What remains now looks like a knot, but is really just a tiny clump of twisted thread. Take it gently in your fingers and continue tugging it toward the bend in the thread. You should feel that knot untangle itself under your fingers. Neat, huh?

What to Do When Your Hand-Sewing Thread Knots Up

If the knot won't come out…

Hey, it happens. The best thing to do in these cases is figure out how to move forward. Sometimes you can cut the thread so that you have two fairly long strands – one hanging from each side of the work. Then you can tie those in a double-knot with your fingers, cut the ends, and start sewing again with a freshly-threaded needle.

Sometimes your knot can't be cut. You're stuck with a tangle of thread on the back of your work. If you still have a length of usable thread on your needle, you can always lay the tangly stuff flat against your seam line, and continue your seam right over the top of it as shown above. That's not a pretty fix, but it secures the seam and saves you from having to rip the whole thing out and start over.

What to Do When Your Hand-Sewing Thread Knots Up

Other little tricks to try

Use shorter strands of thread! It's very normal to want to use the longest strand of thread possible, so you won't have to stop and re-thread your needle anytime soon. The problem is, the longer your thread, the more room there is for twisting – and also, the more beat-up your thread can get over time. Think of it this way: your thread is getting repeatedly dragged through itty bitty spaces, and being abraded by the fabric (and paper templates, if you're EPP-ing) all along the way. That abuse adds up, and thread that's beat-up is much more likely to tangle.

So, learn to love re-threading a little more. Get yourself one of these dandy needle threaders. And work with strands of thread that are no more than about 18" in length. It makes a huge difference.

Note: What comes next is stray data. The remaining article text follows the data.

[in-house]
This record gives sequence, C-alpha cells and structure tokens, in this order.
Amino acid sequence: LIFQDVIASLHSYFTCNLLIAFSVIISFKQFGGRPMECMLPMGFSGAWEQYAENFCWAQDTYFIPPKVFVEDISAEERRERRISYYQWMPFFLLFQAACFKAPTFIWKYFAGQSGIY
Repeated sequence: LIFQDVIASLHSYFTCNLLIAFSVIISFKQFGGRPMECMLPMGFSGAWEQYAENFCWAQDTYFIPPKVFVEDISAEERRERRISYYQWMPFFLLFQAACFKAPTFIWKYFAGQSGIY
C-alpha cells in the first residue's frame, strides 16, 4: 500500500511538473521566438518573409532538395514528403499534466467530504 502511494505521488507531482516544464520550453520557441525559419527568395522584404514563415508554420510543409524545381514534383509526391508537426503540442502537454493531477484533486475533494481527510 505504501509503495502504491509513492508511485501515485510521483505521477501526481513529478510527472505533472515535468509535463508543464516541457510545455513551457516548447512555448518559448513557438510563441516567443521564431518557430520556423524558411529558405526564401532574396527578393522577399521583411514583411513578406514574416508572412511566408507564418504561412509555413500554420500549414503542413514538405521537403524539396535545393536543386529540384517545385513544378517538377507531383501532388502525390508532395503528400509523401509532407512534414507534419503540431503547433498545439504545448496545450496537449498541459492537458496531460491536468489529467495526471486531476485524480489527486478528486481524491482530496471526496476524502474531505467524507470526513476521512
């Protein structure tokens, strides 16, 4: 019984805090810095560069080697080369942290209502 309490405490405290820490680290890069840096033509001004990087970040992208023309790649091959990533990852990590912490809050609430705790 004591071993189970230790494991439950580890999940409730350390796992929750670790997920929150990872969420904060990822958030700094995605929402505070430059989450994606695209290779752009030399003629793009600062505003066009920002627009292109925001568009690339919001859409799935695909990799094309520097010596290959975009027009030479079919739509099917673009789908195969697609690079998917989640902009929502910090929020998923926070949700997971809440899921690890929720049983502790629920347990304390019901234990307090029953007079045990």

Get some thread conditioner. I adore my Thread Heaven, which is a mix of wax and oils. You pass your strand of thread over its surface, and then rub the thread a few times to work the stuff in. This gives your thread extra smoothness and resiliency and really cuts down on tangles. With this stuff and the needle-counter-twirling technique above, I almost never have to deal with knots.

OK, holy crap – when I sat down to write this post, I had no intention of writing a doctoral dissertation, but I see I have. Is there some kind of award for Nerdiest Blog Post About Thread Knotting EVER? Because I want one.


Such a great post, Thanks. When I read it, I thought of what I have been using in my stitching on of beads, as I use VERY long pieces of thread.
I have a block of natural bee's wax, and I run my thread through that. It seams to settle the thread, and keeps it from twisting.
I have your Quilting Happiness Book and I really enjoy it. Looking forward to your next book.

Hi, Kim -

Thanks so much for the kind words about Quilting Happiness! I can't wait to share this new book with the world, too.

You are right - beeswax is also a great thread-preserver. I don't use it for EPP because it seemed to make my thread a little stiffer, and I wasn't liking that feeling for the tiny hand-stitches. But the wax is totally great for lots of other stitching applications. Thanks for mentioning that!

WOWEE I didn't know that second trick with the loop, that is so cool! I'm gonna go make some knots right now and try it out!

Thank you for that very detailed post, Diane! It reminds me of Natalie Chanin and her advice to "love the thread", have you heard about it? She talks about it in all her books, and there's a summary in that video: https://www.youtube.com/watch?v=8DWQB5CGY0o

Her company uses a thread with a polyester core surrounded by cotton, but I guess it can't hurt to use the technique with polyester thread as well?